I'm working with postgre (AWS RDS) for my db and using node (AWS EC2) for server side. I'm just starting out so I don't have much context. I always used other third party software like Parse for DB so I had my apps access db through Parse API. So I thought I would do the same for Postgres. The more I read about it the more people say I need a middle server to prevent a direct link from a client app to the DB for security reasons. I understand that point, hence the node server.

But then as I was using node libraries, I realized that a establishing a connection from the server to DB was heavy. Within the stable realm, I can only establish 20 connections at once. So if I had gone through a direct connection from client app to DB, it was going to be too intense for DB.

Other than the security reason, is this the main reason why people recommend using a middle server layer between client app and the DB?

Or are there other technical reasons I'm not aware of?


The reason an app must not connect directly to the database is simple: the app is code that you have released which runs in a place that you do not control, and thus cannot be trusted with database credentials.

Code can be reverse engineered, and the credentials discovered, and now the attacker has complete access to your database and can do anything the app had permission to do.

An intermediate layer creates and enforces a critical boundary: the entity talking to the database is can be trusted with access to the database since, barring design flaws, it will not willingly do anything to the database that it shouldn't, nor will it allow anyone else to ask it to.

All other considerations are essentially secondary, in the sense that even if you solve them, this one is still there, looming.

  • Give users their own credentials – Neil McGuigan May 19 '16 at 22:07

The DB can be on any back-end server, including the web server or any other online services.

Since Parse doesn't support PostGres, you will have to find another system to manage your back-end, which may have a considerable impact on the front-end interactions as well.

What you shouldn't do is try to find a way for the front-end to connect directly to a database. Doing so causes a huge load on the DB and also implies important security issues.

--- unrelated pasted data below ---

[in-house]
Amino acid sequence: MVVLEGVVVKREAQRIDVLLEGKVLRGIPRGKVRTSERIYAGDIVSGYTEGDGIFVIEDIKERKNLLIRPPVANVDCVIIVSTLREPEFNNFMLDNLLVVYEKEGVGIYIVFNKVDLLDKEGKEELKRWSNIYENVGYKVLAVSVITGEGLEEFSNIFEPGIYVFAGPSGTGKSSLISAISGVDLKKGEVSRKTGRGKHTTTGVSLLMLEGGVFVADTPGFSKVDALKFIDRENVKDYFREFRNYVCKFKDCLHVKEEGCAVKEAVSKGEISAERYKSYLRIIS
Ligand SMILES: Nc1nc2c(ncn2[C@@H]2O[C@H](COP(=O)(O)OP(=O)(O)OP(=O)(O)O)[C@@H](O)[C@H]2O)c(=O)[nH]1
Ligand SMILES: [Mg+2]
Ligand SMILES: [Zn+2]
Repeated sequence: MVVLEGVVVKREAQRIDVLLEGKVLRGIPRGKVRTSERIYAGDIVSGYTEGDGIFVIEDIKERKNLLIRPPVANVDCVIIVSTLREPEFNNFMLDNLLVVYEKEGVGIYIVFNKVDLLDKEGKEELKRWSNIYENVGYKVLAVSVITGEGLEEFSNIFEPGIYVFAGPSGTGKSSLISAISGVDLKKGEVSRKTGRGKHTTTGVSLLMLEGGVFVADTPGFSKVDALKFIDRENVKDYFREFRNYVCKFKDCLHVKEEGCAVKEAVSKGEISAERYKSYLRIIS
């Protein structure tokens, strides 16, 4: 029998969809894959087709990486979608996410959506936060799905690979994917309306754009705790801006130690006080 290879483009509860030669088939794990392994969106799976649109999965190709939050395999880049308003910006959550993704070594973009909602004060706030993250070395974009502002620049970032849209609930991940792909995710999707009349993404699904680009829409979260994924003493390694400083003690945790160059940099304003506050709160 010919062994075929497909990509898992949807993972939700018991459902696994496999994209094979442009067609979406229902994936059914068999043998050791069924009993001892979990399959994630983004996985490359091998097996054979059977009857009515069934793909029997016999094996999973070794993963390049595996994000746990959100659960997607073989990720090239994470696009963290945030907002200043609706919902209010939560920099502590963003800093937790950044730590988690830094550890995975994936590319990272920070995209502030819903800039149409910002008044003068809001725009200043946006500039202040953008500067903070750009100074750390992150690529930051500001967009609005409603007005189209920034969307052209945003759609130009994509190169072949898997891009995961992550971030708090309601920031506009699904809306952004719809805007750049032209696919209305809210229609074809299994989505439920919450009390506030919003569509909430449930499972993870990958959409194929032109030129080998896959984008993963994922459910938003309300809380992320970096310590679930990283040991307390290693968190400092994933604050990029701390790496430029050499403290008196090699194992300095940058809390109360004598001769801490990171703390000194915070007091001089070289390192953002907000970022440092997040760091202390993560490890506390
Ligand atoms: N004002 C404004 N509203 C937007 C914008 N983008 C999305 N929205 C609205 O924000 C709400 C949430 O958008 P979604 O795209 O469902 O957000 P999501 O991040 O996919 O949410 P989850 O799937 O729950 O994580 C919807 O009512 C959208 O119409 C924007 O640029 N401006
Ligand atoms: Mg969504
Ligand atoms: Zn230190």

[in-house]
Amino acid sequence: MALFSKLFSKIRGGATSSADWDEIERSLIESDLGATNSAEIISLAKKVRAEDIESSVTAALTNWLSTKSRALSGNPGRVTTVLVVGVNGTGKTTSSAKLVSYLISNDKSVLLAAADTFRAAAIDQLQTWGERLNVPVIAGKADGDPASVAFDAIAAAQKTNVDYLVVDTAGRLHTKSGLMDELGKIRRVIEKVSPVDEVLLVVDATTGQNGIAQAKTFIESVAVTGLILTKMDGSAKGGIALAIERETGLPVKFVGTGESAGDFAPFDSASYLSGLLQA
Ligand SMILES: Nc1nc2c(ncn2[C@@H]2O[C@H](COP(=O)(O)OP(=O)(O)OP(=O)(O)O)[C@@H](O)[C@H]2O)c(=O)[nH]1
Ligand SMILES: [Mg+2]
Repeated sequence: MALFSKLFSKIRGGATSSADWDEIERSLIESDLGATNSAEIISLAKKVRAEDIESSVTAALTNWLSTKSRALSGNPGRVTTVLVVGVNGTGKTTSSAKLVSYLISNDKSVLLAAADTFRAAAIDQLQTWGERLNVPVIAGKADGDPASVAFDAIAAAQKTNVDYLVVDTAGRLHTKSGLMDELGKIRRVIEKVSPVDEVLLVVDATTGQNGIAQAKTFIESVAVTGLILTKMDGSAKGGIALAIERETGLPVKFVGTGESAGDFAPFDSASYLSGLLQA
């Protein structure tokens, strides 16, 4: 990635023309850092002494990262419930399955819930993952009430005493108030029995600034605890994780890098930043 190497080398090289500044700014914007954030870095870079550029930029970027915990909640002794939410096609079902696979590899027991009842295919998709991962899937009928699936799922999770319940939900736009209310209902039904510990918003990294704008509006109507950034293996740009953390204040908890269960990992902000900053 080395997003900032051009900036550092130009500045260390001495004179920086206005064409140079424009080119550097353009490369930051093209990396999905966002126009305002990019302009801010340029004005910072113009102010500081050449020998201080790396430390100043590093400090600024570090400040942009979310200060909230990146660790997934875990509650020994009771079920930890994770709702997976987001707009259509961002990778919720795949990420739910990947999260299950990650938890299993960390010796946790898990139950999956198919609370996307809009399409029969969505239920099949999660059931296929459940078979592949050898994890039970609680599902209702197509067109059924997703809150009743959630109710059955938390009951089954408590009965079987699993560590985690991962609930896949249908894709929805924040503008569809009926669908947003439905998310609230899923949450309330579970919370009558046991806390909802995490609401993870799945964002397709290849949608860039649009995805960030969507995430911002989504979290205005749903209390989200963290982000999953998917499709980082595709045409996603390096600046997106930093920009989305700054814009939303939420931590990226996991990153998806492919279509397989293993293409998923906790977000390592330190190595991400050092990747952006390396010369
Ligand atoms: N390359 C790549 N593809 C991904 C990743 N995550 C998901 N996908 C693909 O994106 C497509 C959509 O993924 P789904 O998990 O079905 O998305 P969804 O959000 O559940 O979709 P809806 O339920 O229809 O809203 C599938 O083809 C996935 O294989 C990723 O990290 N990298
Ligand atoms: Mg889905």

• I will say "Citation needed". – mootmoot May 19 '16 at 8:41

Perhaps it is misunderstanding. Today Web application are NOT simple two tier setup. Even the good old XAMPP, WAMPP are Controller (Model-View-Controller).

User doesn't interact directly to your apps DB backend, they see the UI, the View layer. The backend workflow logic is your code, the Controller. While you connect to your DB model through your controller.

However, if you introduce some DB query functionality in the view , you must sanitize them. It doesn't matter how many "middle layer" you introduce.

Unless you need high-availability that let you transparently switch over your backend database server, OR load balance apps server, OR functionality queue services, OR server scale-out , etc. There is no reason to introduce unnecessary layer of middleware. Every middleware will introduce additional single point of failure.

You only introduce middleware only if you NEED them, not because somebody say you WANT them.

Example 1 of middleware : when you have complex Logic that need to communicate to different data source, using middleware with its rules logic that trigger the logic flow, is better than write the logic inside your application.

Example 2 of middleware : Use message queue system that pool and distribute task, message , information for stack of server for multi-processing or distributed processing. So if that particular apps is MQ aware, then you don't even need to connect to database, you just connect to the MQ server. Say after the completion, your apps send info to another queue to notify the results, and let another application take care of the logic.

Moving the Database Model far away from the apps controller logic sounds cool, but there is a sweet spot of balance. You need to aware your business requirement.

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